What I wasn’t focussing on though was the beauty of my children growing up in front of me. I thought that having more money and being a corporate working Mum was who I needed to be to have what everyone was saying “my identity”.
What I wasn’t focussing on was the wonderful husband (and parents) who were so patient with the stresses and strains of managing both our travel plans, jobs around the house at the weekend, the commitments of parenting (grandparenting) plus the biggest thing of all a constantly stressed out out wife / daughter.

So supposedly I “had it all”. So why then did I feel so unhappy most of the time? ….

I remember very clearly the day before I was going to go on holiday I was in a meeting in work and all the insecurities that I had about being back at work and who I was started to descend on me. I was shaking, I had thoughts about how rubbish I was at my job, I couldn’t do it, I was a fraud etc. I could hardly function in the meeting. I made a decision that made me feel better in that moment, I was going to hand my notice in when I got back from my holiday.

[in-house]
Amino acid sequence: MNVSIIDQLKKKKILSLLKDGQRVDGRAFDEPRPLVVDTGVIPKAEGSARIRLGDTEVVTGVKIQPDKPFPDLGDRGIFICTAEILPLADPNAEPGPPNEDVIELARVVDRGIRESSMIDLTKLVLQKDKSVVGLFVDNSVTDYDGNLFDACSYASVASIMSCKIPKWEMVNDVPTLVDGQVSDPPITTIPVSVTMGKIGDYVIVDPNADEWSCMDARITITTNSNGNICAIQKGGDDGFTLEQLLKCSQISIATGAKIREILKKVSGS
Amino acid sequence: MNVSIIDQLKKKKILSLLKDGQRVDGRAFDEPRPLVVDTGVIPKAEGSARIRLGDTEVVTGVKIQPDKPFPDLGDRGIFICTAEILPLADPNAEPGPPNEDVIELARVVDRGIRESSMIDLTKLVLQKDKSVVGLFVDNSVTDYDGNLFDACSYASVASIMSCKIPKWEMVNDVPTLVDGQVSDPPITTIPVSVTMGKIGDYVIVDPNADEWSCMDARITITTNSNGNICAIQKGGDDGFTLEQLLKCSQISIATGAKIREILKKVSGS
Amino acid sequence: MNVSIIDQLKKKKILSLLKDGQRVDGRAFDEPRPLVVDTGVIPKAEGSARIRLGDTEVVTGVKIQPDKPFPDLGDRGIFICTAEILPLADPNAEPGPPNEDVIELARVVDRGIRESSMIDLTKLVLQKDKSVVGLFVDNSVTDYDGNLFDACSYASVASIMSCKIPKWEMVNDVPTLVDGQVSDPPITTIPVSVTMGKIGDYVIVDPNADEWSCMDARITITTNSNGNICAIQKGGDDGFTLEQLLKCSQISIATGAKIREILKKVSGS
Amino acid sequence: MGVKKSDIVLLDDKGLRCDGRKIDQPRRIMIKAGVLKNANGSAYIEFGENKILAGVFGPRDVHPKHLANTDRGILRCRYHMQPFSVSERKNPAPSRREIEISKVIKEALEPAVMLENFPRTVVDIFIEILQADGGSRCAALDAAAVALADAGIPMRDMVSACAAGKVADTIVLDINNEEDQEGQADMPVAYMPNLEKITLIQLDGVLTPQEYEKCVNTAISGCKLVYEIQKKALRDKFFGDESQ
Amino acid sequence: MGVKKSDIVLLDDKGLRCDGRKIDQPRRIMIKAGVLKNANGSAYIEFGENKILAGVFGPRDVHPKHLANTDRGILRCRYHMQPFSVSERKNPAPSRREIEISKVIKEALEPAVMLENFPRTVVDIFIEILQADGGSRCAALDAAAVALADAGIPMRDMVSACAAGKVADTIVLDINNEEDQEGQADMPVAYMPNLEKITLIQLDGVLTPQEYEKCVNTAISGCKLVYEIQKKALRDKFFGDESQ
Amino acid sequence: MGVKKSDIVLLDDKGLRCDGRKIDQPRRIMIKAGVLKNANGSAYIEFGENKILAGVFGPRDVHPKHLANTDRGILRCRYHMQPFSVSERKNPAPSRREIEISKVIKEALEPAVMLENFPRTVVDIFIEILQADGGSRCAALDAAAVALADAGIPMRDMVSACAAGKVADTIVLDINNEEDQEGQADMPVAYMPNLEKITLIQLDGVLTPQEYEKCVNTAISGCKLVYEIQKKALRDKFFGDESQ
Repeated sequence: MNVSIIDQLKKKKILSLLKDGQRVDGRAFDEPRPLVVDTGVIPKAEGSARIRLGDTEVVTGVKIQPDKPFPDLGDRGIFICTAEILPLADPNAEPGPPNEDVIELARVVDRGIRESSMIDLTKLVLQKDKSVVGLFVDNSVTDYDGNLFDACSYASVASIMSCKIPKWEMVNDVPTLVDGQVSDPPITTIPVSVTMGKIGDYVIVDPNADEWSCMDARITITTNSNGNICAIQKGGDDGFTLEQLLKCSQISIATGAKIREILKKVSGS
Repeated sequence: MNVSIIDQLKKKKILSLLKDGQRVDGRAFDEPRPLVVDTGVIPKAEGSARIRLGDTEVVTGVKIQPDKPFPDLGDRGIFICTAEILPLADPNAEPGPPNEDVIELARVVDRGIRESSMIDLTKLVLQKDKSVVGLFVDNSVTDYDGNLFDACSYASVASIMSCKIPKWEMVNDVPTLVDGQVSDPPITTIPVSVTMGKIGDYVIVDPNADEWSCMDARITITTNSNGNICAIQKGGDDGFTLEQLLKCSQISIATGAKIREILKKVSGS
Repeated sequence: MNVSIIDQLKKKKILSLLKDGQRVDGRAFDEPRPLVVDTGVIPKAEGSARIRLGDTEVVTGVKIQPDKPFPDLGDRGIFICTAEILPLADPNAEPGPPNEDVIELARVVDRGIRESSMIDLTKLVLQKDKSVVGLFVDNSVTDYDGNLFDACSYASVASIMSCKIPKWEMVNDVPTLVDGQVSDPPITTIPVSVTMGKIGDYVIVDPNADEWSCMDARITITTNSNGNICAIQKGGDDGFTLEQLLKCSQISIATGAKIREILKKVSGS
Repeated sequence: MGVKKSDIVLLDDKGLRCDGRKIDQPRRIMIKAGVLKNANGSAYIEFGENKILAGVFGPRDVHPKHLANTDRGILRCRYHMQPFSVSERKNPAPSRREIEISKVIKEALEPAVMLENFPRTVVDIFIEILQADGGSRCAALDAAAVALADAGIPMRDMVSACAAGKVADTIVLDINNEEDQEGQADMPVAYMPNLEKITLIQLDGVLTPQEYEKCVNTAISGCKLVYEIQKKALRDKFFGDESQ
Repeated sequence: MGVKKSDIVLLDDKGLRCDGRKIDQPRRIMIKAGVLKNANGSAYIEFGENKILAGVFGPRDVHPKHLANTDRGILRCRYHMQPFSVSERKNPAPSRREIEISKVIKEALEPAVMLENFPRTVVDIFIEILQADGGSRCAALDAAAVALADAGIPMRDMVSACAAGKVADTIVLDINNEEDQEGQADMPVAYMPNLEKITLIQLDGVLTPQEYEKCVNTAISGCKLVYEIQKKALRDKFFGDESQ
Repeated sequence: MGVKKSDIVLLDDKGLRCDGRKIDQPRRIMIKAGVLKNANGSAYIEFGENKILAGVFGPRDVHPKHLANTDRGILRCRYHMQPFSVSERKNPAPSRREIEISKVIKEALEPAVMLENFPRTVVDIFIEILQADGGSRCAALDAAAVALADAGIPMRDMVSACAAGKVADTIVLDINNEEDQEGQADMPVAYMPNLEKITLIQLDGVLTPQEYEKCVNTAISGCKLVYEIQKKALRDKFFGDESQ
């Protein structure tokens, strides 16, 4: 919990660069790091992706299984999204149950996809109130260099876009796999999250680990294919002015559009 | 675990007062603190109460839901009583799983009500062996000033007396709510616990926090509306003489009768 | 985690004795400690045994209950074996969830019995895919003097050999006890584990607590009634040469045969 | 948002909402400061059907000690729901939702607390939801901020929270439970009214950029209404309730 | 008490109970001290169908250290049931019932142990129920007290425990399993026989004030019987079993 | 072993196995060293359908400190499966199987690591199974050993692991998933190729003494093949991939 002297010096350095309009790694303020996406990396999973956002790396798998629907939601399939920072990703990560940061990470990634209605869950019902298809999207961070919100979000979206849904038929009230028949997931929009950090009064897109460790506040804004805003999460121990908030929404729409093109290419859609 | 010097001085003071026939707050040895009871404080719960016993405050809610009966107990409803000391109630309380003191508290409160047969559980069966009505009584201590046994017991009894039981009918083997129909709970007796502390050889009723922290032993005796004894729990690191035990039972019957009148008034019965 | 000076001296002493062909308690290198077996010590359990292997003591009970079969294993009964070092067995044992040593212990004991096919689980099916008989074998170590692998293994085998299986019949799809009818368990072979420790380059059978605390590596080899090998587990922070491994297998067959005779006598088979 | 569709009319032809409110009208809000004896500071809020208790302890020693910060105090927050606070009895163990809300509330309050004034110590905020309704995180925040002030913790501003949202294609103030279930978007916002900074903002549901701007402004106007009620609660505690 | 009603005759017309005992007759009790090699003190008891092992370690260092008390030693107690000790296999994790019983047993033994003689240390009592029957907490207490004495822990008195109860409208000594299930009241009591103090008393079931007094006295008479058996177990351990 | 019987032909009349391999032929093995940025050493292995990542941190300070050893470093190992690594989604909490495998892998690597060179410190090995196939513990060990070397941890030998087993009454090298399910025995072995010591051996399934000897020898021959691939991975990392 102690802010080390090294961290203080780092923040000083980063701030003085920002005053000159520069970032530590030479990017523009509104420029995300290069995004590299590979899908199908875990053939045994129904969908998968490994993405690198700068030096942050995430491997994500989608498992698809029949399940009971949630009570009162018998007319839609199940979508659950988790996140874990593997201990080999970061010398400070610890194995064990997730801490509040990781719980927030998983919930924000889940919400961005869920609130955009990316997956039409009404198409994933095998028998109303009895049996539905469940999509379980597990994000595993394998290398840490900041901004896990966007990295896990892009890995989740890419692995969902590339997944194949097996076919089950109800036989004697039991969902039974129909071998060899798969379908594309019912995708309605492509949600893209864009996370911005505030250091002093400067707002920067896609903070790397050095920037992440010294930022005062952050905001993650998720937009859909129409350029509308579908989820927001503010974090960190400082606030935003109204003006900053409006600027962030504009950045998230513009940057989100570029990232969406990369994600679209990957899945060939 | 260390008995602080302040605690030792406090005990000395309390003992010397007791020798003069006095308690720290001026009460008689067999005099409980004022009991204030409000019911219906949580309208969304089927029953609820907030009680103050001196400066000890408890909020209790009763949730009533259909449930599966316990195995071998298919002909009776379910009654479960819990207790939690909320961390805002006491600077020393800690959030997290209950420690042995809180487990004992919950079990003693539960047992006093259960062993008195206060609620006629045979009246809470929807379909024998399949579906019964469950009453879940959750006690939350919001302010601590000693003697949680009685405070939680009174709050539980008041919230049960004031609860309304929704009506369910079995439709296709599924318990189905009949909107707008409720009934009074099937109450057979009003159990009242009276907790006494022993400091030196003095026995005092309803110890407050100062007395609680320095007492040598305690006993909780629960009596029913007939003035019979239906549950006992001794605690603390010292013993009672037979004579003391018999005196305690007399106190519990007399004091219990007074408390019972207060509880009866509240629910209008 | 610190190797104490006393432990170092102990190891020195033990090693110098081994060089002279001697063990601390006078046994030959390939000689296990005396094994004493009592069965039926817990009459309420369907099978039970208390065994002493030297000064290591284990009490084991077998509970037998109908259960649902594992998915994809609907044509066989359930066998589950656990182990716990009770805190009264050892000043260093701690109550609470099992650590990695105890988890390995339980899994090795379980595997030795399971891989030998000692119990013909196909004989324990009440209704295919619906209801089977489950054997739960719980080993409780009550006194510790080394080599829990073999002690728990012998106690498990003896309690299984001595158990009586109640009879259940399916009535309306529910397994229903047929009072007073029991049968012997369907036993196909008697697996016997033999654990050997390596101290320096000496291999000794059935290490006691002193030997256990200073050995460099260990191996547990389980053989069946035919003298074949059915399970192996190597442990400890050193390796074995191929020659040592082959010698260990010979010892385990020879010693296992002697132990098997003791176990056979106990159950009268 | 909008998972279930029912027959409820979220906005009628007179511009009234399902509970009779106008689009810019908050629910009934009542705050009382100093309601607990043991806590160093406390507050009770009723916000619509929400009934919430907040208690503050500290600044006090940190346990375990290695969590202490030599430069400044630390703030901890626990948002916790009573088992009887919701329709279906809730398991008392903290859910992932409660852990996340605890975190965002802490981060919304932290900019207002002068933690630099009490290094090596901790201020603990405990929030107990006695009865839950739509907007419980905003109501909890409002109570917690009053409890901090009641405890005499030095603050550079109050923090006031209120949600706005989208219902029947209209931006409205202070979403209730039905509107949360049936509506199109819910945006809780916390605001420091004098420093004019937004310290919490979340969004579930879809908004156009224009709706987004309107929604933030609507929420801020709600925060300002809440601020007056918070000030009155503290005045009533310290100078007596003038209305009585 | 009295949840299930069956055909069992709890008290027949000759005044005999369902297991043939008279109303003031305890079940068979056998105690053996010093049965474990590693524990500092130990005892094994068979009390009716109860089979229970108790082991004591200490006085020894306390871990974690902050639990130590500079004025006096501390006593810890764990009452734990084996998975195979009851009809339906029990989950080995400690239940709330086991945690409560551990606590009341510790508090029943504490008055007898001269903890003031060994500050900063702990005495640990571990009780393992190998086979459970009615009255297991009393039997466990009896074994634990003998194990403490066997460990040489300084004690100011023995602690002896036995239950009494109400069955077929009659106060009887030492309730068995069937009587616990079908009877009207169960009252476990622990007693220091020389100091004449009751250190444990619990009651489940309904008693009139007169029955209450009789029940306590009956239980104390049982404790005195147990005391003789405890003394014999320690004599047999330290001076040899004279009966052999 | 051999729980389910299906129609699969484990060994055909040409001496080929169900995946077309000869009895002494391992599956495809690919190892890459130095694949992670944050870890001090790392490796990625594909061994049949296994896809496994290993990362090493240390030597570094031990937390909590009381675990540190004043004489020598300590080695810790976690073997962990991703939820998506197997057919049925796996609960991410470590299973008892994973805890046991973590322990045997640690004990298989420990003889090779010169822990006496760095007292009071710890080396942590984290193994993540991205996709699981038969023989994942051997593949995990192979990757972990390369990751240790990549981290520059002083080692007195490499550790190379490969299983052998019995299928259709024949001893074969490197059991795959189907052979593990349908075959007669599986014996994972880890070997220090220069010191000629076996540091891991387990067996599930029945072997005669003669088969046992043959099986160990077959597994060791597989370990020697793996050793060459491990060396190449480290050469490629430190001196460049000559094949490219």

I read Jamie Smart’s Clarity book on holiday.

Something got my attention, but I really have no recollection what. I don;t think the words “three principles” or “Syd banks” even popped out as relevant to me at the time.

I played a bit with some of the ideas while I was still on holiday, giving people my full attention when they spoke to me for example…sounds simple doesn’t it? It was fun and I enjoyed trying out this new game.

So I went back to work and I thought I had nothing to loose as I was going to hand my notice in anyway, I tried out some things from the book, listening mainly with nothing on my mind… although back then I don’t think I really knew what that mean’t.

Almost instantly in a few days, I hadn’t got the insecure thoughts I’d had before the holiday, I just couldn’t imagine them anymore, I became curious about some other areas in the book, tried them out and saw more changes at work. Still a game.